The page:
Two others, both writing/blogging related and reflections on the now -- connected too, hung around: identities and slicing. That would be digital identity or identities -- throwing social media into the mix. Although neither bot nor digital puppeteer with a string of sock puppets, I have more than a few of those. I am hardly alone in this practice. Some are personae and others are entities -- organizations or projects -- I represent or handle social media on behalf of. Some manage with just the same identity across multiple streams and platforms. The boundaries between mine are more porous than they used to be -- OK for personae to mingle, tricky for the other.
...is the data that uniquely describes a person or a thing and contains information about the subject's relationships. The social identity that an internet user establishes through digital identities in cyberspace is referred to as online identity. A critical problem in cyberspace is knowing with whom one is interacting. Currently there are no ways to precisely determine the identity of a person in digital space. Even though there are attributes associated to a person's digital identity, these attributes or even identities can be changed, masked or dumped and new ones created. Despite the fact that there are many authentication systems and digital identifiers that try to address these problems, there is still a need for a unified and verified identification system. Thus, there are issues of privacy and security related to digital identity.
With no "ways to determine digital identity," how do we even know who we are, let alone others? My reply goes to slicing and digital conversation: by how we write ourselves for ourselves (not the audience or market) -- and by our exchanges/conversations with others. Digital,ly "I/Thou" still applies
Here's another, still social but more economics oriented, digital identity link.
|Digital Identities ©Julia Forsythe|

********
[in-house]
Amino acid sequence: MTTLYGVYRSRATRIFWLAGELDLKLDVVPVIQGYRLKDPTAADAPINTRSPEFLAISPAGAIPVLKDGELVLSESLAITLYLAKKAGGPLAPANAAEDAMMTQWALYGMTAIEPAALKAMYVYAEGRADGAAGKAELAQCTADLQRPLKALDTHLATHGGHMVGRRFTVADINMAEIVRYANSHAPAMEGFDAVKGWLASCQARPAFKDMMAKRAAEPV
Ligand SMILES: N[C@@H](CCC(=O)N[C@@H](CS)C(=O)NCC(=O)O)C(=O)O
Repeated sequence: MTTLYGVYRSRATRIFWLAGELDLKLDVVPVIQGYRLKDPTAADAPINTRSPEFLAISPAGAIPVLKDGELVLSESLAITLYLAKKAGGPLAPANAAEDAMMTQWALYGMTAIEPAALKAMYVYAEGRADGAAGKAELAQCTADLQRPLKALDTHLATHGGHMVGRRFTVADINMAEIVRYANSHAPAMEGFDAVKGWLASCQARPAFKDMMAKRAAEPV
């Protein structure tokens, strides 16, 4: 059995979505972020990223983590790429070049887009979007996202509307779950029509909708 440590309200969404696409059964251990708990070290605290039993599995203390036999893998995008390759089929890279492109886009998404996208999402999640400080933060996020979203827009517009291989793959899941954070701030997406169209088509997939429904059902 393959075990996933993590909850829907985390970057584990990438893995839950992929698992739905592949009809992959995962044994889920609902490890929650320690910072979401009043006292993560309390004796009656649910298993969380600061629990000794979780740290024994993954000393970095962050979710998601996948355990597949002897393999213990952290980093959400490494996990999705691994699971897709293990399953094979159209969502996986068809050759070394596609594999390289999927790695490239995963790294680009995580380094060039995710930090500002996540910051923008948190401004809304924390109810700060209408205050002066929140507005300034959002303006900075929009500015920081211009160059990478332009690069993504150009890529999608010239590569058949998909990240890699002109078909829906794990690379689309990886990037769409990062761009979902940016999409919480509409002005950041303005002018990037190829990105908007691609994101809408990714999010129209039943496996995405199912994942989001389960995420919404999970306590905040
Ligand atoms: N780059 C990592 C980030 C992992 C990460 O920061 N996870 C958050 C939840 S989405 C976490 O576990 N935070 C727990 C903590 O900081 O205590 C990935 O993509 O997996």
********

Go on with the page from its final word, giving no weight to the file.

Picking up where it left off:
Digital Identities as Affordances of Social Media: Who are We in a Networked Public?
This week’s discussion bridges from and builds on last week’s topic, facilitated by George Veletsianos. Like George’s work, mine focuses on practices and participation and how these function. George, however, looks specifically at scholars: my interest is in the broader concept of identity and how we are shaped by our digital practices.
George’s work is premised in looking at what Selwyn & Grant call the “state of the actual;” my work straddles both actuality and potentiality. I am interested in what we do that makes us who we are in social media spaces, thus my concept of digital identity is practice-based. At the same time, I see identity as a lens through which we can examine the potentialities specific to social networks. I use the concept of identity to explore what it is that social software makes possible in practice.My short take on affordances is "what can we do with them?" Social media and cyberspace make multiple identities possible.
Where does the slicing come in?
Another short take: I need a place to write myself, write to remember/remind myself who I am. Not Precarious Faculty or its adjunctiverse antecedent, none of the online voices of Mountainair NM, not National Mobilization for Equity, not a manifestation of National Adjunct, not Poets & Writers Picnic. Who/what did I leave out?
I am participating in the March Slice of Life Challenge: blogging a slice a day for all of March. Thank you, Two Writing Teachers! Visit the site to read some slices